The sun is shining, the air is warm, you’re out for a walk and the water is the perfect spot for your pup to have a quick swim to cool down. But like everything for a dog owner, a million things run through your mind trying to figure out if it’s safe to do so. We’ve put together our top five hazards around water for dogs to help you stay safe on your adventures.
You’ve likely spotted a story on social media highlighting the risk of blue/green algae. Before long, you start wondering if it’s easy to notice and could you inadvertently let your dog swim in it.
But, blue/green algae is exactly that. When it is present in water, there is an unmistakable hue. It thrives in warm, nutrient-rich water and will form “blooms.” These blooms produce cyanotoxins which are harmful to both humans and animals. When ingested, it can cause vomiting, diarrhoea, respiratory distress, weakness, lethargy and seizures. It can also be fatal.
If you are concerned there is blue/green algae present, just keep out of the water. There are a number of safe algae found in water sources, but these are green/yellow in colour and will be found with good water clarity. Blue/green algae is often found in water where there is a film or scum like appearance. Country parks and alike sometimes have warnings up, or their websites will identify any recent blooms so it can always be worth checking sources before heading out for the day.
Aside from the assumed risk of drowning in water, for dogs who play and retrieve a lot in water there is also the risk of water intoxication. This is when your dog has ingested far too much water for their body to handle.
Initial symptoms include vomiting, lethargy and abdominal distention. Further symptoms include weakness, coma, seizures and ataxia.
Prevention is key, so be mindful if your dog swallows water when they are retrieving and keep their time in the water to a moderate level.
If you are at the beach, you may instinctively think that your dog can just drink the sea water if they get thirsty.
Unfortunately, drinking large amounts of saltwater can actually be fatal to a dog.
In small amounts, you may just see some irregular bowel movements. When a dog drinks salt water, in order to counteract the salt content, water is drawn to the intestines which results in diarrhoea and vomiting.
In high quantities however, the cells in the body release their water content to help counteract, which can cause brain injuries, kidney issues and severe dehydration.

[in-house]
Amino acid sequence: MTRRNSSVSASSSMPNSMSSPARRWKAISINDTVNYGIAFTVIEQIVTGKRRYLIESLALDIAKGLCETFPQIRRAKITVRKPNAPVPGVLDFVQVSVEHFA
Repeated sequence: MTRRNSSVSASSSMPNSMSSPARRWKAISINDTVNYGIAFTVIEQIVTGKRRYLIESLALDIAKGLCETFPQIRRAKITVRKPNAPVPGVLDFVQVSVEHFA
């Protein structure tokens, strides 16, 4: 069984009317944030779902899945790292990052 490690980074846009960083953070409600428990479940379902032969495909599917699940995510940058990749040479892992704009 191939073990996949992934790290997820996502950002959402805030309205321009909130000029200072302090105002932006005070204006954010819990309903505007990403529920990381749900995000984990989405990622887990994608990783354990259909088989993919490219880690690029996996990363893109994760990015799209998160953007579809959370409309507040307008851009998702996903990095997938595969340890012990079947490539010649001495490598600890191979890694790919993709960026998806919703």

Again, prevention is key so, if you are heading to the beach, take some freshwater for your dog to drink and watch for them having a sneaky drink in the sea!
Whilst you may not be at the beach, we’re talking about all bodies of water that may have fast and strong currents.
It could be a rip at the beach or simply a fast-flowing section of river. Before you let your dog venture into any water, watch it for a few minutes. Watch the flow, watch for any white water as this will help you figure out any underlying currents. You need to be sure the water is safe for your dog and that they are capable of swimming in it. Smaller dogs or less able dogs may struggle with even the slightest of currents, so again, when in doubt, just stay out!
If our dog finds his way into a stagnant pool of water, most of us will be watching for vomiting or diarrhoea for the next few days. Be mindful if their symptoms are severe and always seek veterinary attention if you are concerned. But there is a risk of illness from any pool of water, so, practice healthy swimming.
- Opt for fresh and flowing water where possible.
- Don’t allow your dog to drink from the water source, provide fresh filtered water from home.
- Rinse them off when you get home to remove any harmful pathogens from their coat.
- Watch for any changes in health or behaviour over the next couple of days.
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Thanks for reading,